The demonstrator devices developed under the PoC will be used to attract investment from Venture Capitalists to create a strong spin-out venture. The new venture will utilise the unique research base and skilled workforce available in Scotland to further develop and manufacture a wide portfolio of optical products. We aim to build a high value, Scottish-based development and manufacturing company that will create local employment opportunities exceeding 50 in the first year. By capturing real market share the company will generate significant wealth for Scotland, invest in the research base, promote entrepreneurship and add significantly to the creation of a Scottish Optoelectronics Cluster.

Commercialisation Contact: Gordon MacMillan
Phone: +44(0)141 330 3889 Fax: +44(0)141 330 4035
Email: g.macmillan@enterprise.gla.ac.uk

Principal Investigator: Dr. Corrie Farmer
Phone: +44(0)141 339 8855 Ext.0609 Fax: +44(0)141 330 6002
Email: c.farmer@elec.gla.ac.uk


The High Throughput Screening (HTS) market within the pharmaceutical industry is growing at over 25% per year. This activity is being driven by the needs of major organisations to increase the rate of new compound introduction into the world markets.

The technology in this project represents new discovery tools that will enable companies in this market to improve and speed up the discovery process with consequent benefits in performance. This project will develop the new discovery platform with an initial application in the HTS screening for new cardiovascular disease therapeutics. The output from this program will illustrate the benefits of the approach and its significance for the pharmaceutical industry. Potentially these tools can provide a generic solution that meets a range of discovery needs.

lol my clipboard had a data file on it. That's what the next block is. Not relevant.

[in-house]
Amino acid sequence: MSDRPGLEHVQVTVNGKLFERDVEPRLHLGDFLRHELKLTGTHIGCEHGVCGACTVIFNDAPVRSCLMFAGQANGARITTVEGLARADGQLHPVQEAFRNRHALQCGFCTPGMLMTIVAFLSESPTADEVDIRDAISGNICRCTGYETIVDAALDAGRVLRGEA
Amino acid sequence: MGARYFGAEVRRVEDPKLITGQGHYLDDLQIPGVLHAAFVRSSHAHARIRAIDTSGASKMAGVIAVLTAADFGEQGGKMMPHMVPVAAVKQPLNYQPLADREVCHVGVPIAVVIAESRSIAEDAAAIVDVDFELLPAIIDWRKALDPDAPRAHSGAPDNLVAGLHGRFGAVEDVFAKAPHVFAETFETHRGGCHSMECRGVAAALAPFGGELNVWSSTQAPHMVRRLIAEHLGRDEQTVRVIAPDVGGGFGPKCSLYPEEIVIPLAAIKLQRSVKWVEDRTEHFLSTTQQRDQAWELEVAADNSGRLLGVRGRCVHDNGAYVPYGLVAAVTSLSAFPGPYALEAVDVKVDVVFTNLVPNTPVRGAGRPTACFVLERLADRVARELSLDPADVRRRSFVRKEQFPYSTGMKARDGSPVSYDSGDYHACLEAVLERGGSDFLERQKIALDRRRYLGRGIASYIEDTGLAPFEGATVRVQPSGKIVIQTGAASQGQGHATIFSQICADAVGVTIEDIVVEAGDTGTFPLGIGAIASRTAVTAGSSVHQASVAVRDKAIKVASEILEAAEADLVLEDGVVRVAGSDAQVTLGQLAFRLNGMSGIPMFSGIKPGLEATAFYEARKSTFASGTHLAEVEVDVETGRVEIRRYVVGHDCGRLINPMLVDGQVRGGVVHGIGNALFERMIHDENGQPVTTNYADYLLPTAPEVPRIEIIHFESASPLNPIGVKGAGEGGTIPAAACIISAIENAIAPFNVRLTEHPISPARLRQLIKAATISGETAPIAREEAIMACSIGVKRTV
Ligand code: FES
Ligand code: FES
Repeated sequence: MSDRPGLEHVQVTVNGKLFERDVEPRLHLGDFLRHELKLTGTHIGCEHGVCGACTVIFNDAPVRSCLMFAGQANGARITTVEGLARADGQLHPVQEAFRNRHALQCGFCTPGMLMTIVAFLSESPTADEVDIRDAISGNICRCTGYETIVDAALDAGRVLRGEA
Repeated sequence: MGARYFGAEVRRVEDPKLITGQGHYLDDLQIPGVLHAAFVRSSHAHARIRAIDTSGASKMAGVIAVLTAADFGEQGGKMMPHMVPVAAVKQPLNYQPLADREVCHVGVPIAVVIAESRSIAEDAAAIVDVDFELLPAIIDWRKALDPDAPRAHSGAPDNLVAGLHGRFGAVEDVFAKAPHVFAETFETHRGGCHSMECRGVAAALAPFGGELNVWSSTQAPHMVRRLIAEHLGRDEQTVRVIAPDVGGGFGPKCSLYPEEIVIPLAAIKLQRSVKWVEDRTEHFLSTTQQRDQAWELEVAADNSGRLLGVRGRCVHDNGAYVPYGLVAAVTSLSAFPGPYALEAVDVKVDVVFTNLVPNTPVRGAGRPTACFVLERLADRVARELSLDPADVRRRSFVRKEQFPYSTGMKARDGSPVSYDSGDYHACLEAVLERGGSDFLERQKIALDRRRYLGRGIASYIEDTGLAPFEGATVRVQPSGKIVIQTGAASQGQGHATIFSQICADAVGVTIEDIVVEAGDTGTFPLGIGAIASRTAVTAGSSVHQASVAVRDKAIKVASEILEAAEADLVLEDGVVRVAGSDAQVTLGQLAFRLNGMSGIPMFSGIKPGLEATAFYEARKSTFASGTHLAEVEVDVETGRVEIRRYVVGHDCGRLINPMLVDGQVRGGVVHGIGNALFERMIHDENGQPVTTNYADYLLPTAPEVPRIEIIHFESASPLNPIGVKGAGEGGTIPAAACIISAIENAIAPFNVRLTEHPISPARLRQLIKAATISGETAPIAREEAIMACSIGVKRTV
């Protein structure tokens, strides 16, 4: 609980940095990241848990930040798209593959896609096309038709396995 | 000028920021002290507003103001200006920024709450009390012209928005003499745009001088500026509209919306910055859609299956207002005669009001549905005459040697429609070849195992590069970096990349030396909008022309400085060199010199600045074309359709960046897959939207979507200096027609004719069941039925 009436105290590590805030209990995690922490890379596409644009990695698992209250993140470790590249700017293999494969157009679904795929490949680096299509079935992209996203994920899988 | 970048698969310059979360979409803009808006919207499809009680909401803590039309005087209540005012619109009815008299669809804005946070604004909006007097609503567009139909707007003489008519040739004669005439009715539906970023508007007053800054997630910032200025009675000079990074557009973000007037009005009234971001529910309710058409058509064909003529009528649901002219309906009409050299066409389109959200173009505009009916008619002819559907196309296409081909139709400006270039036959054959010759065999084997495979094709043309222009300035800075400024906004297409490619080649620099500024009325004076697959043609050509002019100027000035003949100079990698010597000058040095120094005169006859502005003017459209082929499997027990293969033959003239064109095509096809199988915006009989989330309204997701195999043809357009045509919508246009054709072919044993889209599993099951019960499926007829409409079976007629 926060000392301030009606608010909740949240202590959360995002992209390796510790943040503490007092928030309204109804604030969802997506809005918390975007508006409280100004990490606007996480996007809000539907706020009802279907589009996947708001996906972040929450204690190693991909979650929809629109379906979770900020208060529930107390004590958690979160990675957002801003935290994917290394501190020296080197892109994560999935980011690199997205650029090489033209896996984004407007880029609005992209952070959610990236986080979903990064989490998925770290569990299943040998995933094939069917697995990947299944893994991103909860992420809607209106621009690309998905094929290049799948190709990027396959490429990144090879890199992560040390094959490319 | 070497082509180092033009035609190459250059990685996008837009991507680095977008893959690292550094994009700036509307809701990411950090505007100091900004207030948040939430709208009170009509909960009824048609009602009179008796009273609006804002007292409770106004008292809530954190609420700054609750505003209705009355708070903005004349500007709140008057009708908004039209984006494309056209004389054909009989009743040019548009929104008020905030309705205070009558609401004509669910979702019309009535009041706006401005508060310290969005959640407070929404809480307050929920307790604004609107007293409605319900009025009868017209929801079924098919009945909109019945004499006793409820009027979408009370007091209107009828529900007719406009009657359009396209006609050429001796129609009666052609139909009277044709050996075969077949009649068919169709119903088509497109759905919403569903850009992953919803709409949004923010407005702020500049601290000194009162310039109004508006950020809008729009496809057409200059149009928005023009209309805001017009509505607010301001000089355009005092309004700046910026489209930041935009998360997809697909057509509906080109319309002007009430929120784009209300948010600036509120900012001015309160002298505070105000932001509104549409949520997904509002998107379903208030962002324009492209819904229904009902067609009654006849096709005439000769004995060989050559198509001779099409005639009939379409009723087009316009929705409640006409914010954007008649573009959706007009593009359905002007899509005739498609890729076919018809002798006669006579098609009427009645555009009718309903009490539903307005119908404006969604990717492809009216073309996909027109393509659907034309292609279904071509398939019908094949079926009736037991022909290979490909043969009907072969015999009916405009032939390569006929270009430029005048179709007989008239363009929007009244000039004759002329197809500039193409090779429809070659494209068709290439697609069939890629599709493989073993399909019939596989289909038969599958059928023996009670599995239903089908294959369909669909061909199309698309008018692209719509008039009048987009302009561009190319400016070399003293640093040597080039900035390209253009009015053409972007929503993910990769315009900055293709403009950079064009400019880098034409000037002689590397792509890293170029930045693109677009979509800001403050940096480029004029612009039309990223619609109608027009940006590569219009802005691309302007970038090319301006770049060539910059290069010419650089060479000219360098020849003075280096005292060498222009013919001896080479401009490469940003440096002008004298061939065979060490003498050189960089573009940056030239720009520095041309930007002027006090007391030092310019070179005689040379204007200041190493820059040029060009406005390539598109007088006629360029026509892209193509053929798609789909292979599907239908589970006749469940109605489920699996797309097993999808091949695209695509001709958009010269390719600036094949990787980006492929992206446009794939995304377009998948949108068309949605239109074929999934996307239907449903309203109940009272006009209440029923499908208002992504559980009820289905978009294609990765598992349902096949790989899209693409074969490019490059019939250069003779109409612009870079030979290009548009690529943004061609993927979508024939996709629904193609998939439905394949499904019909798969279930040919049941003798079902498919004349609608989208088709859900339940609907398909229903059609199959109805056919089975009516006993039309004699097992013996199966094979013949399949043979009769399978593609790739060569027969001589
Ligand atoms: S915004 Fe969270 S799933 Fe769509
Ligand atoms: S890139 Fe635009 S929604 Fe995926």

Cardiovascular disease is the largest cause of death in the western world and analysts suggest that the market for cardiovascular drugs will reach almost $60bn by 2003. It is expected that the route to market for this project will be the formation of a new Scottish-based company that will commercialise this technology through partnerships with existing pharmaceutical companies and in-house drug discovery programs.

Commercialisation Manager: Mel Anderson
Phone: +44(0)141 330 4266 Fax: +44(0)141 330 4035
Email: mel.anderson@enterprise.gla.ac.uk

Principal Investigators:
Professor Jon Cooper
Phone; +44(0)141 330 4931 Fax: +44(0)141 330 4907
Email: j.cooper@elec.gla.ac.uk

Prof Godfrey Smith
Phone: +44(0)141 330 5963 Fax: +44(0)141 330 4612
Email: g.smith@bio.gla.ac.uk


The pharmaceutical Industry is now recognising that proteins provide a wealth of targets for drug development. Known as ' proteomics ' this emergent activity is predicted to grow from $561Million in 2000 to $2.77Billion by 2005.

A major challenge facing this sector is the ability to effectively screen for drugs that disrupt the interactions between proteins that promote the growth and spread of cancer. This project is aimed at validating new discovery tools for this purpose and validating this approach against new cancer targets.

The aim of cancer therapy is to generate tumour-specific treatment strategies to provide effective and efficient cancer cell kill without the harmful side effects associated with conventional cancer drugs. Two key features of cancers cells distinguish them from their normal counterparts; loss of normal growth control and acquisition of cellular immortality. The combination of these events leads to the lethal nature of cancer. An understanding of the regulatory mechanisms and pathways determining the acquisition of the immortal and metastatic phenotype allows identification of targets for therapeutic intervention that will specifically kill cancer cells whilst sparing normal cells.

Dr Keith and Professor Kolch have identified, cloned end characterised key molecules involved in signal transduction pathways essential for cancer cell immortalisation, and tumour spread. This research has formed the focus for developing novel high throughput screening strategies and therapeutics targeting protein/protein interactions which transmit the signals controlling the behaviour of cancer cells.